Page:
Haiti's poor governance, failure to address the underlying causes of political instability, and weak response to COVID-19 continue to disproportionately affect the vulnerable. UNICEF estimates severe childhood malnutrition may double this year. Humanitarian assistance can and should be used to save the lives of malnutritioned children - but until the Haitian government has the will, capacity and resources to address the needs of its people, food security will remain the perpetual struggle. The full article by Associated Press journalists Pierre Richard Luxama and Danica Coto follows.
Haiti is a religious country and social movements, when they take off, often have the participation of its faith communities. The Catholic Church has closed its institutions for three days to demand the release of kidnapped priests and nuns. Regardless of religious affiliation, nobody is safe until the present political crisis is resolved, the country has a government that actually governs, and security can be restored. It is time for the faith communities to work together in making that happen. The full article on the strike by AP journalist Evens Sanon follows.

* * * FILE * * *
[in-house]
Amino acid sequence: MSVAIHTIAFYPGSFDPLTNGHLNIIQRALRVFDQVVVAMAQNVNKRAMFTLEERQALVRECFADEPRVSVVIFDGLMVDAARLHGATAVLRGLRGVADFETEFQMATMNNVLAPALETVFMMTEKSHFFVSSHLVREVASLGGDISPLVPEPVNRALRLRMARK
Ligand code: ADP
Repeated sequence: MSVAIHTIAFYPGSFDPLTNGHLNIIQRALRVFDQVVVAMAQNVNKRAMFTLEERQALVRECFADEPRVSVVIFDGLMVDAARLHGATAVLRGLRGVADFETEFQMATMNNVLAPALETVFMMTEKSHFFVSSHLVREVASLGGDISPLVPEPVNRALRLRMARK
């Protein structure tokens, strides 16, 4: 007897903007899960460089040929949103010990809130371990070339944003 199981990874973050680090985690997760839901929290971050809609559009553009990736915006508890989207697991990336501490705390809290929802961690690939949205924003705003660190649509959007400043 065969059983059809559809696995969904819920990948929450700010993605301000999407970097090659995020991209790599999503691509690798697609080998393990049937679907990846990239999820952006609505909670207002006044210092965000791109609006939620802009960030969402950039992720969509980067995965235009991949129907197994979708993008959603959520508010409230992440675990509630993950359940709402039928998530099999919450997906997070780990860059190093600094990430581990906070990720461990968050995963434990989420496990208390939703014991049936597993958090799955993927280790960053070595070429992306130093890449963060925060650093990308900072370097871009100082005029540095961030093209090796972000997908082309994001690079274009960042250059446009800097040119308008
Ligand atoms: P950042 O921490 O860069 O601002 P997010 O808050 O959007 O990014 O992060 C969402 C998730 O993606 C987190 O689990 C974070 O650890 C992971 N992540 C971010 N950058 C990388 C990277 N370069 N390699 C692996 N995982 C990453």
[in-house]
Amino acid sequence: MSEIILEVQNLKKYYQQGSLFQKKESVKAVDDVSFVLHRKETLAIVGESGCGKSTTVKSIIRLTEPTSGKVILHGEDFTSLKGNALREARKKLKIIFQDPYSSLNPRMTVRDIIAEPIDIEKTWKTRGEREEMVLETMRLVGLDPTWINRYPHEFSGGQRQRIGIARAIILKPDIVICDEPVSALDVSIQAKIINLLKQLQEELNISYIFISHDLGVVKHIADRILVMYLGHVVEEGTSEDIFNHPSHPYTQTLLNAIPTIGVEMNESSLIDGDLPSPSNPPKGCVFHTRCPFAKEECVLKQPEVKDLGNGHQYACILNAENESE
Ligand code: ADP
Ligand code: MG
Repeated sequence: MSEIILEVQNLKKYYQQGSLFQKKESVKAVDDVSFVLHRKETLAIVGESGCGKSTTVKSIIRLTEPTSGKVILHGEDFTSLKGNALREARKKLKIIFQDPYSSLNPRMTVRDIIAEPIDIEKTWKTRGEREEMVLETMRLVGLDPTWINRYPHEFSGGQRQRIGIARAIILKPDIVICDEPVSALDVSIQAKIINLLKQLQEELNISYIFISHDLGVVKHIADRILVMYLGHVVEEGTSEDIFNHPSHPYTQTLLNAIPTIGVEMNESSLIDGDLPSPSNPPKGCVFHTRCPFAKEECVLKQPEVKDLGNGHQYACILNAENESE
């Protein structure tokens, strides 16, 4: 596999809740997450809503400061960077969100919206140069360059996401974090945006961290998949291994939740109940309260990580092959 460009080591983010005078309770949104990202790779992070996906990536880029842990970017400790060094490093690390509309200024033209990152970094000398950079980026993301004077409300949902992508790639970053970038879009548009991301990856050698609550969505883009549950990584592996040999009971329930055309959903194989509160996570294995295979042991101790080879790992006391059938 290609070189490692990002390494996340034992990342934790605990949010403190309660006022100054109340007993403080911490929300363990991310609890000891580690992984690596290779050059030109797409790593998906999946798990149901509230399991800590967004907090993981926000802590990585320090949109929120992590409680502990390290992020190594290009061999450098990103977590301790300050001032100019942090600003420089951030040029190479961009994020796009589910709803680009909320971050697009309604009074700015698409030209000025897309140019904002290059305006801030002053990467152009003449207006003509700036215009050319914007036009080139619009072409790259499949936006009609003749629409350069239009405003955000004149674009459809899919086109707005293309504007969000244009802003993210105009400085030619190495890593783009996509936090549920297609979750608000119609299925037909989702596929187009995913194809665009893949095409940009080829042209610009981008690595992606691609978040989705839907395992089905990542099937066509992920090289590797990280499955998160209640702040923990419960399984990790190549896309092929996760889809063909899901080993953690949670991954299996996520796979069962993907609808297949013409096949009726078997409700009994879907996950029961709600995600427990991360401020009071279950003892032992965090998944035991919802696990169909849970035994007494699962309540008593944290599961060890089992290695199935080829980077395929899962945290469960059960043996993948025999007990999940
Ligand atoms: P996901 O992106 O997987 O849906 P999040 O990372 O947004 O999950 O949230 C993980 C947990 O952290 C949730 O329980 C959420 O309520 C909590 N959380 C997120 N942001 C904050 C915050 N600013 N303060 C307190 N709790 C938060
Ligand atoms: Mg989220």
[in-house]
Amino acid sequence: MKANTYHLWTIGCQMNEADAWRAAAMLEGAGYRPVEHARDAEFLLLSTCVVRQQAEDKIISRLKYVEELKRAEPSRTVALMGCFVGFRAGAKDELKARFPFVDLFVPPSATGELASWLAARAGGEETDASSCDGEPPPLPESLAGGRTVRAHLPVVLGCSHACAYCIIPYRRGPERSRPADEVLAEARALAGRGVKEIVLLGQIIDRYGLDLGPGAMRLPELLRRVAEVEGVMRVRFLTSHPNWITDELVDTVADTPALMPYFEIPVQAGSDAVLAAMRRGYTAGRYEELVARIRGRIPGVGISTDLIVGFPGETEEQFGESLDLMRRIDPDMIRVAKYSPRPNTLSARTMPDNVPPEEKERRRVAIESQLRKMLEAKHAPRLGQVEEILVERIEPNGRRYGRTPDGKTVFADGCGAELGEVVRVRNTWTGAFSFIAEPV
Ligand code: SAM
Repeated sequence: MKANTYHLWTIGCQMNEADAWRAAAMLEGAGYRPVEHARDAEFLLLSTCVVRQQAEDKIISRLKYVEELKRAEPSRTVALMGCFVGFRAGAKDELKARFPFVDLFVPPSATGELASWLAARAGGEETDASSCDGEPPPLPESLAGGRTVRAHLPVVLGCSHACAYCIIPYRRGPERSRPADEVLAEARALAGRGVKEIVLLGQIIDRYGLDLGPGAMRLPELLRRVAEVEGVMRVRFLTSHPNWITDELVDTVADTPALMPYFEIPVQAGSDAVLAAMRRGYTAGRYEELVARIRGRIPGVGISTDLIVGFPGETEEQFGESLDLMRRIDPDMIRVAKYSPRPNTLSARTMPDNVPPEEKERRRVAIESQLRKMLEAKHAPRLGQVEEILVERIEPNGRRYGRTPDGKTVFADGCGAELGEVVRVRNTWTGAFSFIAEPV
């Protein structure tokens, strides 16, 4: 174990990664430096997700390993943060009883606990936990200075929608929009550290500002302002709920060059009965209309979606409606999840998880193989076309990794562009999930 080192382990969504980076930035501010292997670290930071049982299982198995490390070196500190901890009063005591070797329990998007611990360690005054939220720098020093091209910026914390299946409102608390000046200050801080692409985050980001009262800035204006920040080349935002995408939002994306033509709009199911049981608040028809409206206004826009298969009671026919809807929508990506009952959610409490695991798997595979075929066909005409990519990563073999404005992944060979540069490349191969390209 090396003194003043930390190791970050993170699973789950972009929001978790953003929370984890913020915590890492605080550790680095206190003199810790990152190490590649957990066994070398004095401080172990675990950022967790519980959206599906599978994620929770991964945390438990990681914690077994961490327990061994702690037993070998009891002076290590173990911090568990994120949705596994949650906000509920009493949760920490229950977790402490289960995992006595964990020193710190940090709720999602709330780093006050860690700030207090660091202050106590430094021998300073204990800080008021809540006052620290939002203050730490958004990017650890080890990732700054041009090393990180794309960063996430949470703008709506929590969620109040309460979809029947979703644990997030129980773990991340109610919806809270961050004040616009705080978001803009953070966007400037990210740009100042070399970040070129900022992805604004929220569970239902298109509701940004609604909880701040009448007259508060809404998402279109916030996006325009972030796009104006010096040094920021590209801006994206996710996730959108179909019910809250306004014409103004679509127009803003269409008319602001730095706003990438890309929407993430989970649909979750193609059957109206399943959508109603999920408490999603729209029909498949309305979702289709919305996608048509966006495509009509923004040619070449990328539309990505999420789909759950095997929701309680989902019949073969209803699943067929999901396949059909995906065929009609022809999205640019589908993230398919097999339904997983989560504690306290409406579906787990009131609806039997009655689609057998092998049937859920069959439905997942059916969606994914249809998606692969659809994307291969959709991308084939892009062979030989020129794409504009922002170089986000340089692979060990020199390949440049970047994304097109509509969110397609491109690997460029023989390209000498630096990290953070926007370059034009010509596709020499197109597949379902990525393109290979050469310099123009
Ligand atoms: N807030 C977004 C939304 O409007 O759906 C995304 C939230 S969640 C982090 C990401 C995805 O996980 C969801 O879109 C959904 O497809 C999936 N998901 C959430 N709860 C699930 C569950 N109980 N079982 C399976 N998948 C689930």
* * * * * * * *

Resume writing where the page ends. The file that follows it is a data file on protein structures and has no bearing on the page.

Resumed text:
There is no justice without a functioning judicial system and Haiti's is broken. Prisons are sorely over-crowded in part due to 80% of inmates being held for years with no trial. In addition, activists report a distrubing increase in illegal preventive detentions. Judges are few, overwhelmed, and often threatened. Haiti remains a fragile democracy and will remain so without justice and the rule of law. If the judicial system improves, then we will know that Haiti is, at last, changing for better. The full article by AP journalists Evens Sanon and Danica Coto is linked and follows below.
Below is an article by David McFadden (AP) concerning the 50,000 people who remain in camps seven years after the earthquake. Not everyone in the camps was/is is a victim of the earthquake. Some were victims of abject poverty and the camps were better places to be than the slums where they were living. Ninety six percent of those living in the camps left - either on their own or with assistance from a range of organizations. Solutions remain elusive for those who remain.